Bill would encourage federal buildings to be more energy efficient

Published on June 14, 2019 by Dave Kovaleski

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A bill introduced this week in Congress encourages the use of Energy Savings Performance Contracts (ESPCs) and Utility Energy Savings Contracts (UESCs) in federal buildings.

The legislation, called the Energy Savings Through Public-Private Partnerships Act of 2019 (H.R. 3079), was introduced by Reps. Adam Kinzinger (R-IL) and Peter Welch (D-VT), along with Sens. Cory Gardner (R-CO) and Chris Coons (D-DE).

Federal agencies are currently not required to outline energy savings projects aimed at reducing energy consumption. This legislation requires the projects to be done with at least half paid for by ESPCs or UESCs. Further, it expands the types of savings that can be used to repay the contracts.

ESPCs and UESCs are public public-private partnerships in which private companies use their own money to make energy efficiency upgrades to federal buildings. In return, those private companies receive a portion of the money saved as a result of the increased efficiency.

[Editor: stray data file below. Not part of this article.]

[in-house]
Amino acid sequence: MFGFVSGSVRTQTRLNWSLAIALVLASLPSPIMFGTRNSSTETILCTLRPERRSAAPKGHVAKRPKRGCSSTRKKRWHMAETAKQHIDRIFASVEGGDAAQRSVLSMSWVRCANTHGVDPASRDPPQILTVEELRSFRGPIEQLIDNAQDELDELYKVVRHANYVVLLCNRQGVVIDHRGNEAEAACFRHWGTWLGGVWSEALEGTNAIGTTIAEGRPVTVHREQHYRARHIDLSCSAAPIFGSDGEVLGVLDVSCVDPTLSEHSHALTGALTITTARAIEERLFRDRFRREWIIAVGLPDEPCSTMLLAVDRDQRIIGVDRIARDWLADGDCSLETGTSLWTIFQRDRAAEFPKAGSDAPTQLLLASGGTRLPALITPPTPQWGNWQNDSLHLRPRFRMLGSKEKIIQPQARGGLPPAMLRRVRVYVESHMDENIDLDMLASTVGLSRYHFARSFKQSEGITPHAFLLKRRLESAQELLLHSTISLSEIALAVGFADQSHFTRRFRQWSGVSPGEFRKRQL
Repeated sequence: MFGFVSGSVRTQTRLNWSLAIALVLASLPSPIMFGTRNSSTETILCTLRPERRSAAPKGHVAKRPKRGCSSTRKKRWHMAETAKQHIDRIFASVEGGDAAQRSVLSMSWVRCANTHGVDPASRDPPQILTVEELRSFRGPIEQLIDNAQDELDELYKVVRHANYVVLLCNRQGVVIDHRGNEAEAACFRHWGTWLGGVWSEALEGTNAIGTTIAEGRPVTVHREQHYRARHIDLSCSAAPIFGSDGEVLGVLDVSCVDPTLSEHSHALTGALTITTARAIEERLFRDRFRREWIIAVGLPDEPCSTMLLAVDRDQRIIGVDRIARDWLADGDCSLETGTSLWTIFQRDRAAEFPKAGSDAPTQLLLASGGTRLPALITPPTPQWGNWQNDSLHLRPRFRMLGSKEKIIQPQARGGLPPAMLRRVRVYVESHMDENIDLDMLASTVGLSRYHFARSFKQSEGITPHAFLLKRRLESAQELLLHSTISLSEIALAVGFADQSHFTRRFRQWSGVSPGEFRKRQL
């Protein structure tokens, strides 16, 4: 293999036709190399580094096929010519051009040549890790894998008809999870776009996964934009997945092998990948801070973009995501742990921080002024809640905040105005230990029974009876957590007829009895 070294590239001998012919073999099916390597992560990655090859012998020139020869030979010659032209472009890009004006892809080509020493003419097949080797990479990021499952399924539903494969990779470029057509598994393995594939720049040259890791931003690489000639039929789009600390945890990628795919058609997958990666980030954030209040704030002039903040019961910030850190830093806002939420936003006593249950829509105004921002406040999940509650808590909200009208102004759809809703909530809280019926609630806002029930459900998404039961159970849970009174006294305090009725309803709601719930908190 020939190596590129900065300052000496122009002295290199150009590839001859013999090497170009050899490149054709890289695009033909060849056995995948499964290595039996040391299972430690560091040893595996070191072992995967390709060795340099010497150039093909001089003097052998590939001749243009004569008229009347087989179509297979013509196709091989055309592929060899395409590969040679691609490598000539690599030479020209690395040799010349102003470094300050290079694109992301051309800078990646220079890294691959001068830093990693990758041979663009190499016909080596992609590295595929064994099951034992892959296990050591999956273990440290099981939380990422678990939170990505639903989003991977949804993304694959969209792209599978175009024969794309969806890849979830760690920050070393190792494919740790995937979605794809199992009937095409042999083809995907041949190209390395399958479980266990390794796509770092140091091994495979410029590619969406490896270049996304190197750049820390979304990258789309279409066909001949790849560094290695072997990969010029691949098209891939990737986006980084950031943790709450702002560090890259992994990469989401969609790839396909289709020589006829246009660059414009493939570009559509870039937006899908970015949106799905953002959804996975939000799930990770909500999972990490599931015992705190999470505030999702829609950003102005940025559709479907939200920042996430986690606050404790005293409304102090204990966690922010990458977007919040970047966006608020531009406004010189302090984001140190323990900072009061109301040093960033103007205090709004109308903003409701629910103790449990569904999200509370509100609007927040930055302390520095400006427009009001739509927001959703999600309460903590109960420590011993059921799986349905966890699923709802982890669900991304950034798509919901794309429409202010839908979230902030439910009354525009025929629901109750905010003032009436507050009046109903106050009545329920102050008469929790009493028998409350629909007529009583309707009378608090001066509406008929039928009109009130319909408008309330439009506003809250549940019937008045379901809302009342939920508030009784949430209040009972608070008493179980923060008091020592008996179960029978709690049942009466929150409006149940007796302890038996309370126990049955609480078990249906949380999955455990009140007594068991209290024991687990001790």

“We cannot continue to operate these outdated, energy inefficient federal facilities,” Kinzinger said. “Our bipartisan, bicameral legislation is a commonsense solution to help end wasteful spending on inefficient energy buildings in order to deliver savings to the American taxpayers who are footing these energy bills.”

Welch said the federal government is the largest energy consumer in the country. Making federal buildings energy efficient will save taxpayer dollars and improve the environment.

“More than 50 percent of the emissions reductions the United States has achieved since 2005 have been through gains in energy efficiency, and the federal government is the largest consumer of energy in America,” Gardner said. “Using ESPCs and UESCs to make the federal government more efficient while creating private sector jobs is the kind of commonsense solution that members of both parties can get behind.”